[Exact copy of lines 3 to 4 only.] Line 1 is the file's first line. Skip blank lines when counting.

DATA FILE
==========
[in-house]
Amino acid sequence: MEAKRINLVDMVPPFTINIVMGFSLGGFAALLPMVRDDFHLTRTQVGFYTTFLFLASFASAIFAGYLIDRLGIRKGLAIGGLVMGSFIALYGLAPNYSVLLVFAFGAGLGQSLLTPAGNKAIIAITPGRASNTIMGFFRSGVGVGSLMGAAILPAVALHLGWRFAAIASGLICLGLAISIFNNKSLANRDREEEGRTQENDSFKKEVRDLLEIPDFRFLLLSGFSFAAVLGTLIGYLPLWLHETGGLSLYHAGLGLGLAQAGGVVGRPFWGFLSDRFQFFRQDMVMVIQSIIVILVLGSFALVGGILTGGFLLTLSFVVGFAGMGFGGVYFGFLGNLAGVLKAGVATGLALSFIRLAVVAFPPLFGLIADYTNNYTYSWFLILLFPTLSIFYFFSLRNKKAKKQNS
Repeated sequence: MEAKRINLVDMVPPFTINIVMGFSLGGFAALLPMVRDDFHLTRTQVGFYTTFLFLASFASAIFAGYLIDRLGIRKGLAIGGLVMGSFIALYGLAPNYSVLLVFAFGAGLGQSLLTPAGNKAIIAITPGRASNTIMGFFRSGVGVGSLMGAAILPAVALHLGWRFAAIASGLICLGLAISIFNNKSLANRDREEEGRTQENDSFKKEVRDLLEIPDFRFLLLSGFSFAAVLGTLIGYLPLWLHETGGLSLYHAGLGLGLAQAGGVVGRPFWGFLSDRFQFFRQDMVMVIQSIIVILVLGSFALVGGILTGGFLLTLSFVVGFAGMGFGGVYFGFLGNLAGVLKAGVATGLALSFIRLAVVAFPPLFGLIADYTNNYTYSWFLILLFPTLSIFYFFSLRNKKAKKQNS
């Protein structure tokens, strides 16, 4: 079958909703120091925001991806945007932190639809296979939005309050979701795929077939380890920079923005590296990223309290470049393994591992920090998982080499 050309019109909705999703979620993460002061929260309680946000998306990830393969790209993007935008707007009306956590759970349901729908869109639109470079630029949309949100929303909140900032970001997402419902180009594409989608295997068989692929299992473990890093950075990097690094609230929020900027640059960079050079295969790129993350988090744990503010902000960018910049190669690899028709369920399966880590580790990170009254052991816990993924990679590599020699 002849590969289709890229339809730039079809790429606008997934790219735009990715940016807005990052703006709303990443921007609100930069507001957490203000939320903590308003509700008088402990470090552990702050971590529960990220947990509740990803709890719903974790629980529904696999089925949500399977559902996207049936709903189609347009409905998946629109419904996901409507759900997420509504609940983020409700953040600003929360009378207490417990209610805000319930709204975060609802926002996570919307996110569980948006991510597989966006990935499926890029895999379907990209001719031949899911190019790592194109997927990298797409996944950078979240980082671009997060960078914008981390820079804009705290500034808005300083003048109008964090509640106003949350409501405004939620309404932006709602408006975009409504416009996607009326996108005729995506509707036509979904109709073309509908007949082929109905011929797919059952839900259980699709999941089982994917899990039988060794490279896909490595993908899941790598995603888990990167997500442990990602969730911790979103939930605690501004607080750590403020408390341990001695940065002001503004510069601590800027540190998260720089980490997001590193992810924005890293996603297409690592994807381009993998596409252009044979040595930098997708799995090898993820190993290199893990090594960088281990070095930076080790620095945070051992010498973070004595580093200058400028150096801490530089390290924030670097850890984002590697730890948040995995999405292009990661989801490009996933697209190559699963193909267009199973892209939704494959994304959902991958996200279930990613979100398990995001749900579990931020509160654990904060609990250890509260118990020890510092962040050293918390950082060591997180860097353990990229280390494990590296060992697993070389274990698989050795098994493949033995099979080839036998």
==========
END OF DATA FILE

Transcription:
Repeated sequence: MEAKRINLVDMVPPFTINIVMGFSLGGFAALLPMVRDDFHLTRTQVGFYTTFLFLASFASAIFAGYLIDRLGIRKGLAIGGLVMGSFIALYGLAPNYSVLLVFAFGAGLGQSLLTPAGNKAIIAITPGRASNTIMGFFRSGVGVGSLMGAAILPAVALHLGWRFAAIASGLICLGLAISIFNNKSLANRDREEEGRTQENDSFKKEVRDLLEIPDFRFLLLSGFSFAAVLGTLIGYLPLWLHETGGLSLYHAGLGLGLAQAGGVVGRPFWGFLSDRFQFFRQDMVMVIQSIIVILVLGSFALVGGILTGGFLLTLSFVVGFAGMGFGGVYFGFLGNLAGVLKAGVATGLALSFIRLAVVAFPPLFGLIADYTNNYTYSWFLILLFPTLSIFYFFSLRNKKAKKQNS
């Protein structure tokens, strides 16, 4: 079958909703120091925001991806945007932190639809296979939005309050979701795929077939380890920079923005590296990223309290470049393994591992920090998982080499 050309019109909705999703979620993460002061929260309680946000998306990830393969790209993007935008707007009306956590759970349901729908869109639109470079630029949309949100929303909140900032970001997402419902180009594409989608295997068989692929299992473990890093950075990097690094609230929020900027640059960079050079295969790129993350988090744990503010902000960018910049190669690899028709369920399966880590580790990170009254052991816990993924990679590599020699 002849590969289709890229339809730039079809790429606008997934790219735009990715940016807005990052703006709303990443921007609100930069507001957490203000939320903590308003509700008088402990470090552990702050971590529960990220947990509740990803709890719903974790629980529904696999089925949500399977559902996207049936709903189609347009409905998946629109419904996901409507759900997420509504609940983020409700953040600003929360009378207490417990209610805000319930709204975060609802926002996570919307996110569980948006991510597989966006990935499926890029895999379907990209001719031949899911190019790592194109997927990298797409996944950078979240980082671009997060960078914008981390820079804009705290500034808005300083003048109008964090509640106003949350409501405004939620309404932006709602408006975009409504416009996607009326996108005729995506509707036509979904109709073309509908007949082929109905011929797919059952839900259980699709999941089982994917899990039988060794490279896909490595993908899941790598995603888990990167997500442990990602969730911790979103939930605690501004607080750590403020408390341990001695940065002001503004510069601590800027540190998260720089980490997001590193992810924005890293996603297409690592994807381009993998596409252009044979040595930098997708799995090898993820190993290199893990090594960088281990070095930076080790620095945070051992010498973070004595580093200058400028150096801490530089390290924030670097850890984002590697730890948040995995999405292009990661989801490009996933697209190559699963193909267009199973892209939704494959994304959902991958996200279930990613979100398990995001749900579990931020509160654990904060609990250890509260118990020890510092962040050293918390950082060591997180860097353990990229280390494990590296060992697993070389274990698989050795098994493949033995099979080839036998």